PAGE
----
Spinal cord blood flow and systemic blood pressure after experimental spinal cord injury in rats.
We looked at the relation between systemic arterial blood pressure and recovery from spinal cord injury by inducing both hypertension and hypotension in 25 rats randomly allocated to five equal groups. The rats received no injury, a mild (2.3-g), or a severe (53.0-g) spinal cord injury lasting 1 minute. We used the hydrogen clearance technique to measure spinal cord blood flow at the injury site (T1) and at an adjacent site (C6). Mean systemic arterial blood pressure was either increased with adrenaline or decreased by phlebotomy in 20-mm-Hg intervals except for the severe-injury group, in which the posttraumatic pressure could only be increased with adrenaline. Spinal cord blood flow remained constant in the no-injury group between 81 and 180 mm Hg. After a mild injury, induced moderate hypertension (121-140 mm Hg) improved spinal cord blood flow significantly, whereas hypotension decreased it in a linear fashion. Severe injury caused a marked decrease in spinal cord blood flow and mean systemic arterial blood pressure. Even extreme hypertension (161-180 mm Hg) induced by adrenaline did not significantly increase spinal cord blood flow at T1 but caused hyperemia at C6 due to loss of autoregulation. In conclusion, normotension should be attempted, irrespective of the severity of spinal cord injury. Induced hypertension after severe spinal cord injury was not beneficial in improving spinal cord blood flow at the injury site while potentially increasing hemorrhage and edema.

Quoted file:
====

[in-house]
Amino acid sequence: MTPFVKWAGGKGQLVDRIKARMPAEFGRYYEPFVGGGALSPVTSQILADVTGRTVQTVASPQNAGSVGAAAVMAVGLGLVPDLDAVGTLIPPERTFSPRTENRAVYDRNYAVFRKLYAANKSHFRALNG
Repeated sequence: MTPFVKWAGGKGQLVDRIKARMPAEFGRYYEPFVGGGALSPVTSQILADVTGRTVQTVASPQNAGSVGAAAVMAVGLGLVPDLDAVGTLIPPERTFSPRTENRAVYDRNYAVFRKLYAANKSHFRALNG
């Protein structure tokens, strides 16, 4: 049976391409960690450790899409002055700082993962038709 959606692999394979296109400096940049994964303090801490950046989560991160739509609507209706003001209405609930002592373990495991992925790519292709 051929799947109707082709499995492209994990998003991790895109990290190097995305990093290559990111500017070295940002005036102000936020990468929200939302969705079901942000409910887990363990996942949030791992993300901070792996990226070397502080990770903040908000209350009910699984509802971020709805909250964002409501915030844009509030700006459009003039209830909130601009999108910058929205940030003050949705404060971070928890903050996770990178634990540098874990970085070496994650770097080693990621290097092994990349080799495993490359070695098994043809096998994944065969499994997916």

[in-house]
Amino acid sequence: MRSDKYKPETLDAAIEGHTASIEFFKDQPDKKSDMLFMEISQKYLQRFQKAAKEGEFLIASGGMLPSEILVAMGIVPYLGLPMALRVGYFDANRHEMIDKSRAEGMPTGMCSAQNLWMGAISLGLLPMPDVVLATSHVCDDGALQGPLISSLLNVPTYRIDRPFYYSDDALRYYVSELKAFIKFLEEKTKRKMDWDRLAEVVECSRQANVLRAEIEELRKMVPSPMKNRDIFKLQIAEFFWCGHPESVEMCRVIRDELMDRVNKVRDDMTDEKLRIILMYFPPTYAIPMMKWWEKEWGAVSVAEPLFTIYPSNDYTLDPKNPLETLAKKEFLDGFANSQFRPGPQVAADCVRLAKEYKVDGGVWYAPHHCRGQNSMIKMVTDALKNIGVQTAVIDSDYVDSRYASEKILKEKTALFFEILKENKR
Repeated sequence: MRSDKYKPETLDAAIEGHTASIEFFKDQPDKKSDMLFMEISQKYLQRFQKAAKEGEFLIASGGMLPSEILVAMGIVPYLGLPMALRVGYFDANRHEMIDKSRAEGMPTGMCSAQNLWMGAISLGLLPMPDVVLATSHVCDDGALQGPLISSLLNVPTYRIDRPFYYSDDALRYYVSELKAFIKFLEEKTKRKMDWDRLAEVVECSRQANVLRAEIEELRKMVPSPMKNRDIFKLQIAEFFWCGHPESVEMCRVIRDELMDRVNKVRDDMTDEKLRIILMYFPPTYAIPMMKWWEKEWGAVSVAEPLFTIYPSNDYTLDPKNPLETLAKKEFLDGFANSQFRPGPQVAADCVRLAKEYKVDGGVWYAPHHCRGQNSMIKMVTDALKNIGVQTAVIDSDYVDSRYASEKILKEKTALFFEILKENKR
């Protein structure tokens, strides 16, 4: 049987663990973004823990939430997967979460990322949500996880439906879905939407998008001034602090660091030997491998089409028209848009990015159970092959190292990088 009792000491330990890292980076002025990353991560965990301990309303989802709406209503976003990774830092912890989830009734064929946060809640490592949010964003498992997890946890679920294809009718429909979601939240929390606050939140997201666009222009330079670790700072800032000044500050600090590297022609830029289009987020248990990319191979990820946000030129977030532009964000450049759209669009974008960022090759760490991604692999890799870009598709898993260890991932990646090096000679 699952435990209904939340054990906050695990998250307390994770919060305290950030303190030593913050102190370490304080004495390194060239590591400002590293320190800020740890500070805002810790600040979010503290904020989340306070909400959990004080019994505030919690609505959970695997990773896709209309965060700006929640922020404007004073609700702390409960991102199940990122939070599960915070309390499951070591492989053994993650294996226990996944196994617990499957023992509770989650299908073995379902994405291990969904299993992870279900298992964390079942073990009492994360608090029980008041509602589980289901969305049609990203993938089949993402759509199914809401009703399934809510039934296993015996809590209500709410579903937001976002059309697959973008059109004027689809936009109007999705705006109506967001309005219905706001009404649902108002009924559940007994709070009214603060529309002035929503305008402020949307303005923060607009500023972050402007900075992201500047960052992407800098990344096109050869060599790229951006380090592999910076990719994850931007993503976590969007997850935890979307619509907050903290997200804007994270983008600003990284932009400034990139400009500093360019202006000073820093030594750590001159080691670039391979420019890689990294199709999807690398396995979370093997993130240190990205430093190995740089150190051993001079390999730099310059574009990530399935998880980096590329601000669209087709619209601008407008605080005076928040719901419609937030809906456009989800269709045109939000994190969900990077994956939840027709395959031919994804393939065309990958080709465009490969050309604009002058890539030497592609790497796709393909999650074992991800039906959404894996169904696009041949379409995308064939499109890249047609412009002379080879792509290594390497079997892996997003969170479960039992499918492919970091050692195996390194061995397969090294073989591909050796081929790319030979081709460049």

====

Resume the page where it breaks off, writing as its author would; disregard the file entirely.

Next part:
- Copyright © 1989 by American Heart Association